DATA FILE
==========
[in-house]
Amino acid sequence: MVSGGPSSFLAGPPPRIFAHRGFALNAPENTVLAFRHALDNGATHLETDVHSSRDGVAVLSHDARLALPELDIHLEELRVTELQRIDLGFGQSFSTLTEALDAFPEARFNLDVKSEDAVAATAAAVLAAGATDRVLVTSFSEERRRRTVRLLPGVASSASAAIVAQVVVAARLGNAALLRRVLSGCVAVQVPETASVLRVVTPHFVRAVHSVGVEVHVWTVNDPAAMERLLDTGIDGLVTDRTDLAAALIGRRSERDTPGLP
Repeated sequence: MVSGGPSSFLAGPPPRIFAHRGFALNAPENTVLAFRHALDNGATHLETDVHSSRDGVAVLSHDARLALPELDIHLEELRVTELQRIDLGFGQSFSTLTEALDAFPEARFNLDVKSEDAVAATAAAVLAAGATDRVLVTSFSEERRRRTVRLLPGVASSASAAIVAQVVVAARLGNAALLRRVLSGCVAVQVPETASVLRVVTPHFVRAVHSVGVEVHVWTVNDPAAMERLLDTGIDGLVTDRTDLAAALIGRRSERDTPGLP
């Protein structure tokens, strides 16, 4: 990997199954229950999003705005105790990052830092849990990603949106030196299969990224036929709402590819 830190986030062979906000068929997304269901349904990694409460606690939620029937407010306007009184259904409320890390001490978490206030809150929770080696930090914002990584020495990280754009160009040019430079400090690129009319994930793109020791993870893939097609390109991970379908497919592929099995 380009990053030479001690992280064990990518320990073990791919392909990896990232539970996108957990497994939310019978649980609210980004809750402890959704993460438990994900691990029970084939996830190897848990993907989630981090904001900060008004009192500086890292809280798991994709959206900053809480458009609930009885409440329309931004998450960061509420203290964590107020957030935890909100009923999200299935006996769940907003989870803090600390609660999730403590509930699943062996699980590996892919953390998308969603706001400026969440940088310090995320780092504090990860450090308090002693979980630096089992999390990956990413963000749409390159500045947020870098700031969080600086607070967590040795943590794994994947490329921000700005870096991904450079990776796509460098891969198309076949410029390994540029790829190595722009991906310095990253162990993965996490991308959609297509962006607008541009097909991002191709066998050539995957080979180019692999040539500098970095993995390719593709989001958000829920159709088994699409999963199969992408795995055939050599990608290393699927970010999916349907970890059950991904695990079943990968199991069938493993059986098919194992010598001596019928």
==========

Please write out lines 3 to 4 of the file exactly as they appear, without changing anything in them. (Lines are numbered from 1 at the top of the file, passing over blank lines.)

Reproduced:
Repeated sequence: MVSGGPSSFLAGPPPRIFAHRGFALNAPENTVLAFRHALDNGATHLETDVHSSRDGVAVLSHDARLALPELDIHLEELRVTELQRIDLGFGQSFSTLTEALDAFPEARFNLDVKSEDAVAATAAAVLAAGATDRVLVTSFSEERRRRTVRLLPGVASSASAAIVAQVVVAARLGNAALLRRVLSGCVAVQVPETASVLRVVTPHFVRAVHSVGVEVHVWTVNDPAAMERLLDTGIDGLVTDRTDLAAALIGRRSERDTPGLP
């Protein structure tokens, strides 16, 4: 990997199954229950999003705005105790990052830092849990990603949106030196299969990224036929709402590819 830190986030062979906000068929997304269901349904990694409460606690939620029937407010306007009184259904409320890390001490978490206030809150929770080696930090914002990584020495990280754009160009040019430079400090690129009319994930793109020791993870893939097609390109991970379908497919592929099995 380009990053030479001690992280064990990518320990073990791919392909990896990232539970996108957990497994939310019978649980609210980004809750402890959704993460438990994900691990029970084939996830190897848990993907989630981090904001900060008004009192500086890292809280798991994709959206900053809480458009609930009885409440329309931004998450960061509420203290964590107020957030935890909100009923999200299935006996769940907003989870803090600390609660999730403590509930699943062996699980590996892919953390998308969603706001400026969440940088310090995320780092504090990860450090308090002693979980630096089992999390990956990413963000749409390159500045947020870098700031969080600086607070967590040795943590794994994947490329921000700005870096991904450079990776796509460098891969198309076949410029390994540029790829190595722009991906310095990253162990993965996490991308959609297509962006607008541009097909991002191709066998050539995957080979180019692999040539500098970095993995390719593709989001958000829920159709088994699409999963199969992408795995055939050599990608290393699927970010999916349907970890059950991904695990079943990968199991069938493993059986098919194992010598001596019928």